Ten warning signs of eating disorders, provided by Bunnell via a press release, that parents and coaches should be aware of include:
- Exercising even while sick or injured.
- Skipping class, work, or other important duties to exercise.
- Preoccupation with food and weight.
- Repeatedly expressing concerns about being fat.
- Increasing criticism of one’s body.
- Frequently eating alone.
- Exercising alone and avoiding interaction with others, especially coaches/trainers.
- Making trips to the bathroom during or following meals.
- Use of laxatives.
- Exercising beyond the normal training regimen.
The Renfrew Center has treated patients with eating disorders who are athletes. One former patient shared her experiences with anorexia, although due to the sensitive nature of her struggles, she did not want to be named. This 21-year-old woman was a softball player for 14 years and a volleyball player for 8 years. “I developed anorexia nervosa at age 16, and the main symptoms I struggled with were restriction and over-exercise,” she said. “I engaged in food-ritualized eating and self-harmed fairly regularly as well.”
Her eating disorder worsened after she experienced a chronic injury from softball, leaving her incapable of competing in the future. “Losing softball mirrored the melodramatic scene in nauseatingly predictable films when the protagonist freezes as the cab pulls away and the love of her life is ensconced in the backseat with a one-way ticket elsewhere,” she said. “She stands left with nothing but words unspoken, an empty hand, and a heart without song. I had nothing; I was no one; or so I thought. I lost my focus and my identity. It was depressing. As I was upset about softball and losing my future at the collegiate level, anorexia stepped on the scene.”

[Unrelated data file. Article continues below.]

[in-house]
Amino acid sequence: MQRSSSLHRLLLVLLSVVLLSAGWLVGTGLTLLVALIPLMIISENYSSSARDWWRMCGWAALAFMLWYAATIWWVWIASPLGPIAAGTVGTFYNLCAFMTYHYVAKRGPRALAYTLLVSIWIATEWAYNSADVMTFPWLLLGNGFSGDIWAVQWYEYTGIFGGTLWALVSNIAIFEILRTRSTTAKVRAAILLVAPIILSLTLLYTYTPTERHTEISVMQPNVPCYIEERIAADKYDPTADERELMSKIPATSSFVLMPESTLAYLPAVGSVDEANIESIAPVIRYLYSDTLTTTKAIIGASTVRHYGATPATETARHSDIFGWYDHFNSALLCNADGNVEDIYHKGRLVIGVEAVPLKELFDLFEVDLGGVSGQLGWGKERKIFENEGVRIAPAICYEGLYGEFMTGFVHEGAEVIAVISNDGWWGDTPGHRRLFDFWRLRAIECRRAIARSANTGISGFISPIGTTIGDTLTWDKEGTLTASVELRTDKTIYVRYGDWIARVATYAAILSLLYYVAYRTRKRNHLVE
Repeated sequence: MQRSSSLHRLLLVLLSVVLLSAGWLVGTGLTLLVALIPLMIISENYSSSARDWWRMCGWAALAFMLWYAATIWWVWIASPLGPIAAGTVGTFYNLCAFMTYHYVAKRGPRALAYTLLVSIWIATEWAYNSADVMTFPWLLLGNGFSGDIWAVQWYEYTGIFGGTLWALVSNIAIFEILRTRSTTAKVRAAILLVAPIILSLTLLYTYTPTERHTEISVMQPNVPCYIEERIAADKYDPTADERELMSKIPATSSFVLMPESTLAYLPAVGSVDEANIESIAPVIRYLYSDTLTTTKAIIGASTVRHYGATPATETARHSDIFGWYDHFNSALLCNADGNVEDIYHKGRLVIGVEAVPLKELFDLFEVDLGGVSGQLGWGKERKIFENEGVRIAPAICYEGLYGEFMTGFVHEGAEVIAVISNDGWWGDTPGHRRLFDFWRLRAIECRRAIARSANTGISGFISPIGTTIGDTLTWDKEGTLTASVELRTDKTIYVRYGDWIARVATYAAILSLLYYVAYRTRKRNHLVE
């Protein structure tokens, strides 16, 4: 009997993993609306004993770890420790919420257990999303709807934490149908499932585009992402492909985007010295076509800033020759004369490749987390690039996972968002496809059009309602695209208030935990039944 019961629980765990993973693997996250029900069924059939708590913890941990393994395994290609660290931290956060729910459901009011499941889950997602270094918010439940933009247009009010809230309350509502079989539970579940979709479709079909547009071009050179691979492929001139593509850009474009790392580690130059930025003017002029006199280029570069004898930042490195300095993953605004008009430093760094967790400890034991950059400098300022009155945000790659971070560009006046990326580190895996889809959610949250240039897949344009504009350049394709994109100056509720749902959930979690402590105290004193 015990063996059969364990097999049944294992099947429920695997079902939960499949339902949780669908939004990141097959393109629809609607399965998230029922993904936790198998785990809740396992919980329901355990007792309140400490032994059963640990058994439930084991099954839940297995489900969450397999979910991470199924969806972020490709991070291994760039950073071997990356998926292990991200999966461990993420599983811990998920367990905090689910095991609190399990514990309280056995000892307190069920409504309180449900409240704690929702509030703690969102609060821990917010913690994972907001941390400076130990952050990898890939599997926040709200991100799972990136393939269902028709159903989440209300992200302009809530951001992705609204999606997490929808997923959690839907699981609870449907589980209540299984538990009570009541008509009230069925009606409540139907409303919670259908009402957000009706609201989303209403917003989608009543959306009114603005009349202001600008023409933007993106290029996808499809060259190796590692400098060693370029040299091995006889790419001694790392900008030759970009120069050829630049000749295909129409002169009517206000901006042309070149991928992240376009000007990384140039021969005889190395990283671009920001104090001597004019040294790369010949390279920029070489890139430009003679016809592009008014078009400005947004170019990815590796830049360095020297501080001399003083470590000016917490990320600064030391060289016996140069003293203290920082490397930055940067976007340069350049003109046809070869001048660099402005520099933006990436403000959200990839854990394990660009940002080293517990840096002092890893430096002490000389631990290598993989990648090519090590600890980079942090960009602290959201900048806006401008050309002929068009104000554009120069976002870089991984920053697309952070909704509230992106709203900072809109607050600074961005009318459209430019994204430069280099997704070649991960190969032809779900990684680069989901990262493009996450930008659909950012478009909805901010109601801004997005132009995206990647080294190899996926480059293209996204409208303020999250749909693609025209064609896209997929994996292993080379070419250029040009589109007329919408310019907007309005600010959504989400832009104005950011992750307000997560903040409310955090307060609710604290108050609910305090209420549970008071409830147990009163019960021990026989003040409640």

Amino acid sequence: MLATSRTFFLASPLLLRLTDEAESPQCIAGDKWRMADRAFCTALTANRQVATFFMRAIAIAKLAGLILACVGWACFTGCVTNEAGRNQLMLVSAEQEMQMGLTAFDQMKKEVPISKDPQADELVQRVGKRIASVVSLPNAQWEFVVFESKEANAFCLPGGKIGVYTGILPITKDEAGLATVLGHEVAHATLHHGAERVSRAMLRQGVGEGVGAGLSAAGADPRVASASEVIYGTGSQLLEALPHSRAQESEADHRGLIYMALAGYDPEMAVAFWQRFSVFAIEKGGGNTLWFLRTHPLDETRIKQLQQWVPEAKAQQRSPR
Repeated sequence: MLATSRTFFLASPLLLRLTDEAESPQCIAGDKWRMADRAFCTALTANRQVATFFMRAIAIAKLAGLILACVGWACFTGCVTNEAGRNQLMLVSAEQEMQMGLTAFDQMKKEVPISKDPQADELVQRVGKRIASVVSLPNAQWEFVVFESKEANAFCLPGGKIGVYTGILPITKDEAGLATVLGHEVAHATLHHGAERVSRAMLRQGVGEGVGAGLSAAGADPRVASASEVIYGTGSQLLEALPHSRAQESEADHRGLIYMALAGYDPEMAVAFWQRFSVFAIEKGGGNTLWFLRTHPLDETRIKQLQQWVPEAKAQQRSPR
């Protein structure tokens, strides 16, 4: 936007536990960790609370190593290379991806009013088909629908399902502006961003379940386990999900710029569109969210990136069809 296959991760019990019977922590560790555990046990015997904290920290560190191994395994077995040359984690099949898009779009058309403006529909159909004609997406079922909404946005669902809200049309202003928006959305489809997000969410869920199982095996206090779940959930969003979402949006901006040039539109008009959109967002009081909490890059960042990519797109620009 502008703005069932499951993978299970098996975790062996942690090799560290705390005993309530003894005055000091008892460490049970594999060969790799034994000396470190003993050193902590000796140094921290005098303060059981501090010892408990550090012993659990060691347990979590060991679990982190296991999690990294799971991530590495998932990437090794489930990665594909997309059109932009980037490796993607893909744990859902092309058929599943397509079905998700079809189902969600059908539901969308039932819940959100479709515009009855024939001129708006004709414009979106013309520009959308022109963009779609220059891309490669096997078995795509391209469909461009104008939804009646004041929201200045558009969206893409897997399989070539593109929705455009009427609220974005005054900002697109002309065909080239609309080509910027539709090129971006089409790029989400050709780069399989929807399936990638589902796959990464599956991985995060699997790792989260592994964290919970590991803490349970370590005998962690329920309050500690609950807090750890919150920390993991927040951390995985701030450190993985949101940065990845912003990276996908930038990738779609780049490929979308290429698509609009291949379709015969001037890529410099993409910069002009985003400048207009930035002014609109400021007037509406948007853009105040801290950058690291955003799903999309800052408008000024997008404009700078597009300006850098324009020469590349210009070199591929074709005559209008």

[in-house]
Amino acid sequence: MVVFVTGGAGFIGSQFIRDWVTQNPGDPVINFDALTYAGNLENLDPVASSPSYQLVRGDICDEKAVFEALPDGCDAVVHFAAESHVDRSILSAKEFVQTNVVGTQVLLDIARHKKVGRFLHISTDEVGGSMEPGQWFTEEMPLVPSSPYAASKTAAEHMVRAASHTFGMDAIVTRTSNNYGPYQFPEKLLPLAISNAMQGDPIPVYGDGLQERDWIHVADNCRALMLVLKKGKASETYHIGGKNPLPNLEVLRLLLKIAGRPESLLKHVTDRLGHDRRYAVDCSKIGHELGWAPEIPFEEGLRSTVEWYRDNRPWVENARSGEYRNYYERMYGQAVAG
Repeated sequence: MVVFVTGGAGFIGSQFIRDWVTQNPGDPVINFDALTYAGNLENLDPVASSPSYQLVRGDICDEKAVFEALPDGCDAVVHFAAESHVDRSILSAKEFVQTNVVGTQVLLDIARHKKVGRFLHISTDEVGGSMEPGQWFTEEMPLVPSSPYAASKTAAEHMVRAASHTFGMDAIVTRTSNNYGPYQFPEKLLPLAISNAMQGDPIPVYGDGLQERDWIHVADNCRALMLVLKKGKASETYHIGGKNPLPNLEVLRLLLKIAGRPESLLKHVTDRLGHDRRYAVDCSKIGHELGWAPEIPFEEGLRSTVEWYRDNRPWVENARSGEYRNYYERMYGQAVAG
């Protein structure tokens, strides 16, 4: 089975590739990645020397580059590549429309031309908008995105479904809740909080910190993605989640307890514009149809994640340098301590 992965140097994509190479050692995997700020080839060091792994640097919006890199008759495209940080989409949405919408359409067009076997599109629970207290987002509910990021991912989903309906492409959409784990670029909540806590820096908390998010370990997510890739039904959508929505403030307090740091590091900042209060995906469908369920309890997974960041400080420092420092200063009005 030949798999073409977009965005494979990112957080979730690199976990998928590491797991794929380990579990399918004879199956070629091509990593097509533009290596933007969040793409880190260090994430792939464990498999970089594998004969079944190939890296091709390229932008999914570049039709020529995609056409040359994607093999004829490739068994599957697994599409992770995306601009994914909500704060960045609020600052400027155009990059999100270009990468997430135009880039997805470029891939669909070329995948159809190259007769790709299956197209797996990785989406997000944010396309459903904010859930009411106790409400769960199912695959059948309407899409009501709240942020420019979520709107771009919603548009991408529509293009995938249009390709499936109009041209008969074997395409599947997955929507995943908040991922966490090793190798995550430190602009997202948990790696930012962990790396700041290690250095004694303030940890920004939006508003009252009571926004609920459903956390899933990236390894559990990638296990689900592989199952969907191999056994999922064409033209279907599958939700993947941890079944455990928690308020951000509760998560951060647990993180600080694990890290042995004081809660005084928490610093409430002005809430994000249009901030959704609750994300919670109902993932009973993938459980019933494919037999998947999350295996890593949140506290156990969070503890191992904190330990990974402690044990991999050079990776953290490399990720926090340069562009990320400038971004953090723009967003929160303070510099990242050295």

“Anorexia gave me something to obsess over and focus on as my softball thoughts dissipated, and it protected me from dealing with the devastation,” she added. “Other things that contributed to my eating disorder were particular traits that are beginning to be considered as endophenotypes—perfectionism, cognitive rigidity, etc. In addition to these, I also had a genetic predisposition to developing an eating disorder.”
She recalls that during her athletic run, engaging in disordered eating behaviors harmed her athletic performance. “Women who play sports while [experiencing] symptoms aren’t athletes,” she said. “They are women with eating disorders, and their sport of choice is just another symptom. When you develop an eating disorder, you won’t be able to separate the two. Game over.”
Although she still struggles with thoughts associated with her eating disorder every day—such as feeling fat—she has come a long way in recovery with the help of a team of professionals. “Over time, I realized that I was alive to serve a purpose that did not involve starving myself,” she added.
Her struggle was long and full of conflict. She said she resisted help for the longest time, denying her eating disorder, and felt her family and friends did not understand her. There were times where she refused to talk to anyone, wouldn’t listen to the advice she was given by her therapist and others, and even “flaunted” her “noncompliance.” But she also had times where she knew she wanted to get beyond her disorder, and these small moments added up in the end.
“The fight was in no way picturesque or anything that I’d want to do over,” she said. “Healing isn’t simple and it isn’t pretty. Oftentimes, the healing, the small, subtle victories felt painful and were challenging, but in the long term, the fight proved itself worthwhile. The victories were pixels; a smaller part of a larger picture. That larger picture, that picture being a life. A life that provides room for grief, for relief, for misery, for joy, for edification, for actualization. Room for life in its totality, as it is meant to be experienced.”